Achievement Unlocked: Play a game with your class!

I want to start with a very simple statement: I love video games. I was born with a Super Nintendo controller in my hand and have never looked back. When I started teaching, I looked for any opportunity I could to introduce games into my class: before almost every vocabulary quiz my class plays VINCO (Latin bingo, it translates literally to “I win”), accompanied by me announcing Latin words with the Match Game theme playing in the background, and I have even adapted a version of the popular game Apples to Apples to fit noun/adjective agreement lessons.

As technology became more and more available to me in in my class, I wanted to bring in new games that incorporated new devices and software into my typical class routine. I found that as I started, however, that I was a little too eager: I would quickly make a game or try something out, and as soon as I hit a bump I would feel a little like this:

giphy
[Pokemon Animated Gif]. (n.d.). Retrieved from http://giphy.com/gifs/pokemon-school-college-rAm0u2k17rM3e
After many, many experiments full of trial and error, however, I wanted to share with you two games that I have found fun and helpful both in my class and in my life outside of school. The first is something just about anyone can use, while the second is a little more language-directed, but as you’ll see I think it has potential in other classrooms as well.

Kahoot! Kahoot! Kahoot is on fire!

The first and more recent game that I have found and begun to use in my class is Kahoot. Kahoot is a website where you can make, share, and play multiple choice quizzes online. In order to play students need to have laptops or mobile devices (I let my students bring their phones and have the laptop cart signed out, just in case) where they go to http://kahoot.it. From there they enter the game code that is on the main screen/projector. Once all the students have entered the game, the teacher simply presses a button and the game begins. The main screen displays the questions, and the students use their devices to select the answer. They get points for being correct, and the quicker the correct answer, the more points the student receives. There is a leaderboard that is displayed after every question so students can see where they are as the game progresses.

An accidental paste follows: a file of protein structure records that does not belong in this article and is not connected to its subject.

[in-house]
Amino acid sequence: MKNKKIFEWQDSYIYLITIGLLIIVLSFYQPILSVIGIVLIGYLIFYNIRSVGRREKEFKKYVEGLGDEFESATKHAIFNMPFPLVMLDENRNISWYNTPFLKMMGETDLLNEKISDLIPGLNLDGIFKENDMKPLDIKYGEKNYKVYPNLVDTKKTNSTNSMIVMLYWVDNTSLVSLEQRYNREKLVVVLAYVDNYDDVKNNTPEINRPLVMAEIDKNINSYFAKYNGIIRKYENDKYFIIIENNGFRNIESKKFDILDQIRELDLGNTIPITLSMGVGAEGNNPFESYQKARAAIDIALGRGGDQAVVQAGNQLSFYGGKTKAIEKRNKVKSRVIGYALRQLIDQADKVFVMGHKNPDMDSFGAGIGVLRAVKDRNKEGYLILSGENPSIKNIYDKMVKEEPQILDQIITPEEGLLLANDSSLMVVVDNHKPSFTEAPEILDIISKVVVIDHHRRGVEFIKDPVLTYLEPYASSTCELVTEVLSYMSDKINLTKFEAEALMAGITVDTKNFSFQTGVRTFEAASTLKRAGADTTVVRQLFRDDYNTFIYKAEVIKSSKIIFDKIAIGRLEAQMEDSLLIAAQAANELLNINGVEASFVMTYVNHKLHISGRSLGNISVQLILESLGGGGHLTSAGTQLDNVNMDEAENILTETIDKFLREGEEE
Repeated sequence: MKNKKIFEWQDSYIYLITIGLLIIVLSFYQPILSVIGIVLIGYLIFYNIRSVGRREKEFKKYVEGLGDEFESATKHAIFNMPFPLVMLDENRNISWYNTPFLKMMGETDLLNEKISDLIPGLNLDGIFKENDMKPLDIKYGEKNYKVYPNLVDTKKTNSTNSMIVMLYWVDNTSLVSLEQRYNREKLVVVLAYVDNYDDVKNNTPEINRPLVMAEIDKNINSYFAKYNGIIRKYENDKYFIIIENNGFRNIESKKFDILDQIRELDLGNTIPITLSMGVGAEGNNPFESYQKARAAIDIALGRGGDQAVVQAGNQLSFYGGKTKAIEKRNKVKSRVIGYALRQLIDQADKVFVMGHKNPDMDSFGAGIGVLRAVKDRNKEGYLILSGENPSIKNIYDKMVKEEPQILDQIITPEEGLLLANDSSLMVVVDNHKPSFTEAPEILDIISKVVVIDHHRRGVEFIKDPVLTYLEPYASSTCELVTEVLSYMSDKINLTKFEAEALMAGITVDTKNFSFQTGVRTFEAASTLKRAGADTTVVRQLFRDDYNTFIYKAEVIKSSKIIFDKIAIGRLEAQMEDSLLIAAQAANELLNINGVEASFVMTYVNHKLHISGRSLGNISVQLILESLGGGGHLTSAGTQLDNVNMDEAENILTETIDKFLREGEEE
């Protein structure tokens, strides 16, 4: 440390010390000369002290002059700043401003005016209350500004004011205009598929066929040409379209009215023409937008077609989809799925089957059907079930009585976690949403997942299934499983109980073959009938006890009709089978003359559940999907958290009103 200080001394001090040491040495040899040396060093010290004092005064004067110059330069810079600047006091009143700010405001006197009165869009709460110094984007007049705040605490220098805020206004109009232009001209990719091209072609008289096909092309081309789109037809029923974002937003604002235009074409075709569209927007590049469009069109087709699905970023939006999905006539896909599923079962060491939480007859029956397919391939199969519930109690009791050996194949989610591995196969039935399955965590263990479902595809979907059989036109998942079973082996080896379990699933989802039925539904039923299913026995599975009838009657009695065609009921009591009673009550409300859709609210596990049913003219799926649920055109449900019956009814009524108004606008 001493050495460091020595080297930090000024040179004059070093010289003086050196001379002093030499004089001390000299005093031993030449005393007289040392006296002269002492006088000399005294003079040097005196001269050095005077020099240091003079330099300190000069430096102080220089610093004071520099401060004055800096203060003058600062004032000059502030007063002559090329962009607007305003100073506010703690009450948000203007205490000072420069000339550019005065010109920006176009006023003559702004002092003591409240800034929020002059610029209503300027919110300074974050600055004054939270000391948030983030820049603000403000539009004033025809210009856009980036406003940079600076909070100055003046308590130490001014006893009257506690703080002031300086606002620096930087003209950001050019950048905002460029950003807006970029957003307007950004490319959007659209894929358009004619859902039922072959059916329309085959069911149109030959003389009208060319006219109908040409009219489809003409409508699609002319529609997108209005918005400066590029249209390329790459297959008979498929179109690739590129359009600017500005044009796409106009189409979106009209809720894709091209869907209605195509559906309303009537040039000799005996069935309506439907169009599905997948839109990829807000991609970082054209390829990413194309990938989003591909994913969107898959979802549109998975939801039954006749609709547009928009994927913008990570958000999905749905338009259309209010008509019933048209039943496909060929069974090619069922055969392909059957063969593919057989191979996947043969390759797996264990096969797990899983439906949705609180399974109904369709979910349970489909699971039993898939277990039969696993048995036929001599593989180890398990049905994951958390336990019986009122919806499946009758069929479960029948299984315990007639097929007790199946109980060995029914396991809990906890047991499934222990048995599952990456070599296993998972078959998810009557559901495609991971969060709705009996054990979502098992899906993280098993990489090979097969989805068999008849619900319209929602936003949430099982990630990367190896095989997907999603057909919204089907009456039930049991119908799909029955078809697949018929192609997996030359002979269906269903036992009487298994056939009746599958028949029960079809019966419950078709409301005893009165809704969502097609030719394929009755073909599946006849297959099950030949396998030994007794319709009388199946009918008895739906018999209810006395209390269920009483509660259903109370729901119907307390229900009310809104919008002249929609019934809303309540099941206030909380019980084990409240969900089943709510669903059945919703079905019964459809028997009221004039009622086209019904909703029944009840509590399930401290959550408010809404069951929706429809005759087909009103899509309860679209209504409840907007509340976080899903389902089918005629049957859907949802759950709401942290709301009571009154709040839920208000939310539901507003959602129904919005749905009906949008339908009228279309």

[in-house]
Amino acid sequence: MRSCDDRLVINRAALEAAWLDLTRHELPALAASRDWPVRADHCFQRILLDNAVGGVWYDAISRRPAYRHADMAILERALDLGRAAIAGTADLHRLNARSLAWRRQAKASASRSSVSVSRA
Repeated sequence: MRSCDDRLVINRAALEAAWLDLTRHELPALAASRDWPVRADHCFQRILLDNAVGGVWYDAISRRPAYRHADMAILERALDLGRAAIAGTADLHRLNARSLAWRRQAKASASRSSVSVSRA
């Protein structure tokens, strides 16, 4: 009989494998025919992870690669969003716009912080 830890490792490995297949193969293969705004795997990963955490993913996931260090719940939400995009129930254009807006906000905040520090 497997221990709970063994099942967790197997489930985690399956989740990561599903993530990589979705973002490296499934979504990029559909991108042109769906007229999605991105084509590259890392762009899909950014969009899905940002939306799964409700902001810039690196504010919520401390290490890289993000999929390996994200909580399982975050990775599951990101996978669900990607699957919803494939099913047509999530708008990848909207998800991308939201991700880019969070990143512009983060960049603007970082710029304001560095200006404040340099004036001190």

The Pros

Kahoot is 100% customizable. You can make a game any number of questions about any topic. This means if you are a science teacher you could make a game about biomes, or if you are a Latin teacher like yours truly you can make a jumbo-sized review game for your Latin 1 Final exam. Because the game is teacher-controlled you can pause whenever you want to review or discuss answers with the students, and you can embed pictures and videos to add more detail to your questions. You can replay the game as many times as you want, so you could pre-test a class at the beginning of a unit and then replay the game at the end of the unit to see what they’ve learned. In addition, there is also a “ghost” mode where you can pit your class against a past version of themselves to see on an individual basis how each student has improved. Also, the game lobby where students join the game has some of the most addictive music I’ve experienced.